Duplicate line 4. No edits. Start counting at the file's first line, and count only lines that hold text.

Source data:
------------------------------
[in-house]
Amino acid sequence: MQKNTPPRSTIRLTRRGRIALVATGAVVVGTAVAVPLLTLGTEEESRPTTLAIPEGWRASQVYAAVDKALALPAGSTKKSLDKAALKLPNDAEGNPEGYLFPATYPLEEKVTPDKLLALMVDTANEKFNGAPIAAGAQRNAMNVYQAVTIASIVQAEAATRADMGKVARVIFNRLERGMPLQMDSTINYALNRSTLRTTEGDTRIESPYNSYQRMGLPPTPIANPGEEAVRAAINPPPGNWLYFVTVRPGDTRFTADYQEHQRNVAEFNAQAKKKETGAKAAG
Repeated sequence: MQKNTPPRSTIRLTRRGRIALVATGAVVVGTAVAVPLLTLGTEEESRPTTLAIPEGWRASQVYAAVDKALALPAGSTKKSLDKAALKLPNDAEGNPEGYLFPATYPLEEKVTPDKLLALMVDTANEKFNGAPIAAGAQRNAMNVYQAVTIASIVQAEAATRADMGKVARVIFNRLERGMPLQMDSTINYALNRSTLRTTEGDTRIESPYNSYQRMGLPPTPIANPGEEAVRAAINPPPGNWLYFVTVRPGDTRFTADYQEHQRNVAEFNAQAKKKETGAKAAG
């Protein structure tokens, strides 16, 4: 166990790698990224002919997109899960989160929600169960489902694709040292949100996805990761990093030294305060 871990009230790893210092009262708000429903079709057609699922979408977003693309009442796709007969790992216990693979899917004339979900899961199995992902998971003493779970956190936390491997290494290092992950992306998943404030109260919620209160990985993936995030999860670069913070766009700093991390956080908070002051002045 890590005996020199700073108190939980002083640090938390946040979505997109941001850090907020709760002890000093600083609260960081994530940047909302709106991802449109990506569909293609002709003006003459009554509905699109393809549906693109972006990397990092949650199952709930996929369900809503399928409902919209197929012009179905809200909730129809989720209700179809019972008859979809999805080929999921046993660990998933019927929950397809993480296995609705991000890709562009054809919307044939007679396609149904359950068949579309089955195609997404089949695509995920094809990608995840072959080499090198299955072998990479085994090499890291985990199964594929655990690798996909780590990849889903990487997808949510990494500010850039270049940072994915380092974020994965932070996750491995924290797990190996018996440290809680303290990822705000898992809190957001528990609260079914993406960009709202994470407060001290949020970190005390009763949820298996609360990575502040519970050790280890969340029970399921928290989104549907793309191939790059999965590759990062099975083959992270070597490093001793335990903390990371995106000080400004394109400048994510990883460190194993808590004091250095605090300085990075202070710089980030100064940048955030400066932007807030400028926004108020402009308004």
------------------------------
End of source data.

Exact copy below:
């Protein structure tokens, strides 16, 4: 166990790698990224002919997109899960989160929600169960489902694709040292949100996805990761990093030294305060 871990009230790893210092009262708000429903079709057609699922979408977003693309009442796709007969790992216990693979899917004339979900899961199995992902998971003493779970956190936390491997290494290092992950992306998943404030109260919620209160990985993936995030999860670069913070766009700093991390956080908070002051002045 890590005996020199700073108190939980002083640090938390946040979505997109941001850090907020709760002890000093600083609260960081994530940047909302709106991802449109990506569909293609002709003006003459009554509905699109393809549906693109972006990397990092949650199952709930996929369900809503399928409902919209197929012009179905809200909730129809989720209700179809019972008859979809999805080929999921046993660990998933019927929950397809993480296995609705991000890709562009054809919307044939007679396609149904359950068949579309089955195609997404089949695509995920094809990608995840072959080499090198299955072998990479085994090499890291985990199964594929655990690798996909780590990849889903990487997808949510990494500010850039270049940072994915380092974020994965932070996750491995924290797990190996018996440290809680303290990822705000898992809190957001528990609260079914993406960009709202994470407060001290949020970190005390009763949820298996609360990575502040519970050790280890969340029970399921928290989104549907793309191939790059999965590759990062099975083959992270070597490093001793335990903390990371995106000080400004394109400048994510990883460190194993808590004091250095605090300085990075202070710089980030100064940048955030400066932007807030400028926004108020402009308004």